The DIRECTOR OF TRADE AND COMMERCE moved, and LIAM T. MACCOS GAIR (Kilkenny, North) seconded the adoption of the Report.
Mr. J. MACDONAGH (Tipperary, North) asked whether, in the event of any industry being approved of by the Commission of Inquiry, the Dáil would invest money for the purpose of fostering such industry?
The DIRECTOR OF TRADE AND COMMERCE replied that one of the purposes of the Commission was to indicate what industries might be fostered when there was money enough to provide a surplus for investment in such industries. When the time was ripe a scheme would be submitted. The question did not yet arise.
Mr. J. O'MAHONY (Fermanagh, South) asked if co-operation had been dropped, to which the DIRECTOR replied in the negative.
Mr. J. MACBRIDE (Mayo, West) suggested that the question of fuel, which was as essential as the question of food, should be considered. An attempt should be made to import coal from America.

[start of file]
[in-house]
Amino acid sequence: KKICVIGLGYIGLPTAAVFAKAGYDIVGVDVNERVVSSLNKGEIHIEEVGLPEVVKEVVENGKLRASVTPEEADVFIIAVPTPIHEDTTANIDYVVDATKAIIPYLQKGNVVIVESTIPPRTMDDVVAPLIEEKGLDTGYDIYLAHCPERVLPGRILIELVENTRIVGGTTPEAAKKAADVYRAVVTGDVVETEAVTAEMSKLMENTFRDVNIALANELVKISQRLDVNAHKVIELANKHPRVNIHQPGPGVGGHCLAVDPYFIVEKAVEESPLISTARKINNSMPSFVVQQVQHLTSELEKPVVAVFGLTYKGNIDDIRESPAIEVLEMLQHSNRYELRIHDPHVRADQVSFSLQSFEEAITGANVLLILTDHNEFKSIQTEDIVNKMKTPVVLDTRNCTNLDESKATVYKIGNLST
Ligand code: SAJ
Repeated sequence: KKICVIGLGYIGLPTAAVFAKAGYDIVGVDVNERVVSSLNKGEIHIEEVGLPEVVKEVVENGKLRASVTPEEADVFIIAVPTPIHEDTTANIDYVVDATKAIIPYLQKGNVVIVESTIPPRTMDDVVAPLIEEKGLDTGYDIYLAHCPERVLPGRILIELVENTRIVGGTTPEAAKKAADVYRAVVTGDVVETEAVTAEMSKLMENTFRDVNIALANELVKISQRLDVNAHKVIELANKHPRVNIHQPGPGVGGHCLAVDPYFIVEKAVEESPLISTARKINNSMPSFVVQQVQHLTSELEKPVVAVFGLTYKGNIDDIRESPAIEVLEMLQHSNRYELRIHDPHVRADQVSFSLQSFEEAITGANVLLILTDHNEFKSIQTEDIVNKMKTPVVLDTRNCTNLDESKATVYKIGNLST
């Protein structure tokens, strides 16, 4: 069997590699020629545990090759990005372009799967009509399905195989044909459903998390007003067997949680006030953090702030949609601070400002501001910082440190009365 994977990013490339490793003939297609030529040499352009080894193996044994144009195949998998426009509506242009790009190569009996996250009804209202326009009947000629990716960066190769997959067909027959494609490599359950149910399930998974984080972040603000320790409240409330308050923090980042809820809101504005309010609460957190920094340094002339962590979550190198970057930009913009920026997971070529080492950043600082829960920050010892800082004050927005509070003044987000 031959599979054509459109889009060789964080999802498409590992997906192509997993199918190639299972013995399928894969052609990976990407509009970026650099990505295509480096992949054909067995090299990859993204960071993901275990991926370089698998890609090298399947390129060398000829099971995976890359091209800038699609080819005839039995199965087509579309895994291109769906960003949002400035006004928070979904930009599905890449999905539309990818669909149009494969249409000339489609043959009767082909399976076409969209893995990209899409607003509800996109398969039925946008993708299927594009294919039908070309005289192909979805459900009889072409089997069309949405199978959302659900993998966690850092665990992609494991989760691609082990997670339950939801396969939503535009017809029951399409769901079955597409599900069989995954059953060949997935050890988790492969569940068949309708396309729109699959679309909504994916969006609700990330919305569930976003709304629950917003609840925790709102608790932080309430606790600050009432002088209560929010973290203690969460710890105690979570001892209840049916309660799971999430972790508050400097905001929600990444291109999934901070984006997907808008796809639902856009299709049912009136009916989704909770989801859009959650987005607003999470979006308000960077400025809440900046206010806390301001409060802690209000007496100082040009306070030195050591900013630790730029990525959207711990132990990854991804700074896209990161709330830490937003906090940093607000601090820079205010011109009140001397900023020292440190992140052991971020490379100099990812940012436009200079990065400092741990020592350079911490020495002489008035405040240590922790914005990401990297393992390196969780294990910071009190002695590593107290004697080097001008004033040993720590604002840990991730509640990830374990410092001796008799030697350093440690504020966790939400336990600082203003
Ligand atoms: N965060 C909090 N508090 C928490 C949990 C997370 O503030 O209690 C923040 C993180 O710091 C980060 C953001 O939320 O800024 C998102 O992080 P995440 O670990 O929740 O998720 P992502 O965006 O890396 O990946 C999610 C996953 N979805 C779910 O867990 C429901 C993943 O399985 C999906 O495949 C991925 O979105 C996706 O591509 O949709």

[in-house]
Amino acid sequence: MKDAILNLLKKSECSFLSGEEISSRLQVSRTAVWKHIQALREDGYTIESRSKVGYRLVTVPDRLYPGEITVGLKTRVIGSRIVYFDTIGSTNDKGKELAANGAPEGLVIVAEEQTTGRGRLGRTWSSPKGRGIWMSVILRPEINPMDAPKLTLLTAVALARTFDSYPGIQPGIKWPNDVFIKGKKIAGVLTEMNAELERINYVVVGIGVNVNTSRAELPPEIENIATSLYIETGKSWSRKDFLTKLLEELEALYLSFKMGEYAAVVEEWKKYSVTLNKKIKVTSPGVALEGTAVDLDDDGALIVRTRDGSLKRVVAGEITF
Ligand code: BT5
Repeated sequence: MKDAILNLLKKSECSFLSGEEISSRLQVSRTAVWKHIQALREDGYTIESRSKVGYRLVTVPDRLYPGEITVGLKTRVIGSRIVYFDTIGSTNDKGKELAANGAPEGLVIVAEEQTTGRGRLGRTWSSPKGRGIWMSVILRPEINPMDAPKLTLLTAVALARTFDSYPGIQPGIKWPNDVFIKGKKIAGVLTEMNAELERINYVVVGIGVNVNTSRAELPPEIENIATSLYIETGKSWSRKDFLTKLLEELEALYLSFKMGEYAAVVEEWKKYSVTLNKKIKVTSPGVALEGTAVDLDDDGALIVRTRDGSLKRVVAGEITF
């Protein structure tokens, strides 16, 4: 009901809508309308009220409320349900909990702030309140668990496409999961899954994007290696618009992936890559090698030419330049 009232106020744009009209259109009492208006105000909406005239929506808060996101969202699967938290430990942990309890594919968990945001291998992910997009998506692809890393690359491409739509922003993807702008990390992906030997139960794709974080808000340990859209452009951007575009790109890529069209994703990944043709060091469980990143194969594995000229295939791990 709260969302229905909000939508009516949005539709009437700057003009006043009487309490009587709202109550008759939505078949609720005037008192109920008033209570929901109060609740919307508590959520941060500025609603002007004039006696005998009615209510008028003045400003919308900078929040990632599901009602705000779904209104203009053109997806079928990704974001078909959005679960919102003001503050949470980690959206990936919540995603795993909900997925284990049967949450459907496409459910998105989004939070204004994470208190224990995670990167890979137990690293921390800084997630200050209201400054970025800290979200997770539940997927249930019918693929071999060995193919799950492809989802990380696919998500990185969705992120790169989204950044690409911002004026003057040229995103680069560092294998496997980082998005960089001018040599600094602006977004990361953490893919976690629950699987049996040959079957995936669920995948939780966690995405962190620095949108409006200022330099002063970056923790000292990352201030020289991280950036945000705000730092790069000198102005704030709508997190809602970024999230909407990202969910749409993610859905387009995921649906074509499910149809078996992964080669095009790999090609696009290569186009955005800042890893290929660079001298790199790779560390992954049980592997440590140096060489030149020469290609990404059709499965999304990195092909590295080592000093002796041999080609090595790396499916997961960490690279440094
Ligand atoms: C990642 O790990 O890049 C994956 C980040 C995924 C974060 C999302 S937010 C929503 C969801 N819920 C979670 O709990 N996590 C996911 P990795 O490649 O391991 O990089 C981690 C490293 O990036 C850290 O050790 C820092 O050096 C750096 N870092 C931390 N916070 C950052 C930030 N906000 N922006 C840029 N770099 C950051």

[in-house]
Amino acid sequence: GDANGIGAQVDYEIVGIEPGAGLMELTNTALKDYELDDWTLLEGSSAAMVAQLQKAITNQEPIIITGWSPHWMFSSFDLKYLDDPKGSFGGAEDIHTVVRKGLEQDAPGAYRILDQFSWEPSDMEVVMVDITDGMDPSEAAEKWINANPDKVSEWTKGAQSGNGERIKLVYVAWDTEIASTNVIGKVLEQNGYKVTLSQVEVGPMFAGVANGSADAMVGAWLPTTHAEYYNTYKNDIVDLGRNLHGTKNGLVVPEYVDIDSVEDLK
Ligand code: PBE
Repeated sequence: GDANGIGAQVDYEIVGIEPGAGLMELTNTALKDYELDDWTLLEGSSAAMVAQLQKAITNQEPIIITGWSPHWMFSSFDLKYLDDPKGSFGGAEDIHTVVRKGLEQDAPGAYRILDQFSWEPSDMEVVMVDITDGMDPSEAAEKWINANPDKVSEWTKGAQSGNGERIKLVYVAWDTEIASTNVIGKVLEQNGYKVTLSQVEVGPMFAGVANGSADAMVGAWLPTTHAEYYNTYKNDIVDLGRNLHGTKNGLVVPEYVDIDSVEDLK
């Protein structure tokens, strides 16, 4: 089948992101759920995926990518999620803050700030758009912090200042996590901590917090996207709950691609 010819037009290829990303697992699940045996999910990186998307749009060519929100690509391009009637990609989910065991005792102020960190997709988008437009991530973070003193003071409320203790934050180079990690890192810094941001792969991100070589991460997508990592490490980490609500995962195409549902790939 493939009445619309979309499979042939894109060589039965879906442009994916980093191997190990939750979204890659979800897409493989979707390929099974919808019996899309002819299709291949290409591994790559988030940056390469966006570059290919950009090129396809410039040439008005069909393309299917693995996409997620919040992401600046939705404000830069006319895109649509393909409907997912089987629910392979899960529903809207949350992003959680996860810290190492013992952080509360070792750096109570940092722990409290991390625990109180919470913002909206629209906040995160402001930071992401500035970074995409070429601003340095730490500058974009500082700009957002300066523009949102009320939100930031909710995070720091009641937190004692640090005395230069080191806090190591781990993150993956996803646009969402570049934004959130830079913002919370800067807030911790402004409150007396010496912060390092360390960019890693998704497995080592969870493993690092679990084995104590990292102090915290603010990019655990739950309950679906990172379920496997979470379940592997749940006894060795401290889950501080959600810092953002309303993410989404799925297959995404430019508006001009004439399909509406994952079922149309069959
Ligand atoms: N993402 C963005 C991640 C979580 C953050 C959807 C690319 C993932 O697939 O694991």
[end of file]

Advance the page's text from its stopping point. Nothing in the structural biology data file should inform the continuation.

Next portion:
Mr. M. STAINES (St. Michan's) referred to the personnel of the Dublin Port and Docks Board, and said that the greatest handicap to the Port of Dublin was its Port Authorities.
The discussion was continued by Messrs. D. KENT (Cork, East) and SEAN MAC AN TSAOI (Monaghan, South), the latter suggesting that the Minister should get into communication with Mr. John Kelly, of Belfast, who recently took over a fleet of thirty steamers. He regretted that the Commission was composed almost entirely of business men, to the exclusion of representatives of manufacturing industries and of practical engineers.
John Kelly Limited, Kelly Boats: Belfast shipping fleet transporting coal to Northern Ireland for large merchants such as Barkley and Craig; became the most prominent solid fuel importer and distributor in Northern Ireland.
The Report was adopted.